Large sheets of ice may have been spotted on Mars

Posted January 13, 2018

A Flagstaff geologist found eight massive ice sheets on the planet Mars, using images from a NASA spacecraft.

For years, researchers have been striving to find accessible, "drinkable" water on Mars. According to an in-depth analysis led by the USGS, the images reveal never-before-observed details about the ice sheets, including that some begin just a few feet below the Martian surface and extend to depths greater than 300 feet. The frozen water deposits were found in eight different regions of the planet where eroding slopes have exposed them.

This high-resolution HiRISE image shows an icy scarp on Mars in the context of a broader area.

Then in 2016, the Mars Reconnaissance Orbiter discovered the water ice exposed by the erosion in the mid-latitudes of Mars. Geological Survey researchers allegedly observed large, steep cross-sections of water in the form of ice under the surface of Mars.

In 2016, a NASA study said ice may yield more water per scoop than minerals, which means the H20 could be more hard to access.

Some of that ice is sticking out above the surface where it's combined with rocks and dust, making the ice a prime target for future lander missions.

While he didn't participate in this study, he noted that the findings mentioned in Dundas's paper were of a completely different color than "normal" findings.

'It's like having one of those ant farms where you can see through the glass on the side to learn about what's usually hidden beneath the ground, ' said Byrne. Dundas and co-authors say that banding and color variations apparent in some of the scarps suggest layers "possibly deposited with changes in the proportion of ice and dust under varying climate conditions". Although previous studies made scientists ware of the ice deposits on the ice, the latest study can provide vital information about the thickness, layering, and purity of ice on the red planet. Thick sheets of ice have been found beneath the surface of the Red Planet.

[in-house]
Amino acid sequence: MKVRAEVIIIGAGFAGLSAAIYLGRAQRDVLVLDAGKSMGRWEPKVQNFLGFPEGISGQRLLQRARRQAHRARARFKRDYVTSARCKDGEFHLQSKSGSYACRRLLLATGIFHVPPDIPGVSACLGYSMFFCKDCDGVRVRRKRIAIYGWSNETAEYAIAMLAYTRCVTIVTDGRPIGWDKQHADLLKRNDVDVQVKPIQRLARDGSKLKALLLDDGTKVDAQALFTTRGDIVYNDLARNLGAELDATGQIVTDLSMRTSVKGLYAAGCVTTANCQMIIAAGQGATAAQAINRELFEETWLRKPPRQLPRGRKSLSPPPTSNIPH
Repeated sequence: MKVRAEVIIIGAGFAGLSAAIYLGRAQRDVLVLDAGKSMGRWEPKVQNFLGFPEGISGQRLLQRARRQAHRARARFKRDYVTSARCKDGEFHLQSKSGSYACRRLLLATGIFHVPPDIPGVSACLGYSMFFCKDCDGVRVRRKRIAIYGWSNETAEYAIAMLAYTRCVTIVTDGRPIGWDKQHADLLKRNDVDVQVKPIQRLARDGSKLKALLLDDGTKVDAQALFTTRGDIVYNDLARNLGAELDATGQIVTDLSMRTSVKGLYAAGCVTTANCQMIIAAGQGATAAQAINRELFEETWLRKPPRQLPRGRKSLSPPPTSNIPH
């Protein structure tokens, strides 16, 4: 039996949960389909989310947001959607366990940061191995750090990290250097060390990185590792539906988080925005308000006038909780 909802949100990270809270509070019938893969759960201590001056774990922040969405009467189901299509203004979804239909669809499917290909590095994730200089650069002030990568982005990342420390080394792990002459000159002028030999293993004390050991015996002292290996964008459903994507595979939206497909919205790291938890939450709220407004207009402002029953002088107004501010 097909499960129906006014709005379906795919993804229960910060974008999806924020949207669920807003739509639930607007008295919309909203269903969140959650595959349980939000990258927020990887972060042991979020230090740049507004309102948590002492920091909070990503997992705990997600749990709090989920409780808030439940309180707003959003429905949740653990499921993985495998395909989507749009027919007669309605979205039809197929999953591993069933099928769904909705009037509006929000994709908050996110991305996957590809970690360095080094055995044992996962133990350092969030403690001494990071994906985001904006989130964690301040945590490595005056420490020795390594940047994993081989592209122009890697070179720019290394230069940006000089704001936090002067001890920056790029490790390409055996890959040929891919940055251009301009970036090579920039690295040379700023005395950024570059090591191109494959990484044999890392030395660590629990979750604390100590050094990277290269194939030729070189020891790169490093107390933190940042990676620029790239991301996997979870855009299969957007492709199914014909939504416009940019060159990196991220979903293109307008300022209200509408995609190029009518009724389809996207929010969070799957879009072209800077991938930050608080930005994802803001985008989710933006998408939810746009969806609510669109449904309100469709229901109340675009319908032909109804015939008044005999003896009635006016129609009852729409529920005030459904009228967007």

Dundas along with his colleagues took a look at the photos which were captured over the years by the High Resolution Imaging Science Experiment (HiRISE) camera, located on NASA's Mars Reconnaissance Orbiter (MRO). Dundas is also one of the authors of a report published Thursday in the journal Science.

'It's part of the whole story of what happens to water on Mars over time: Where does it go?

In other words, the prospect of a number of glaciers of pure ice just below the surface of Mars is a big deal because they could function as both wells and fueling stations for future human activity. The slopes are probably being continuously exposed as the ice sublimates into the Martian atmosphere, likely to cycle up to the poles and end up frozen there. We expect the vertical structure of Martian ice-rich deposits to preserve a record of ice deposition and past climate.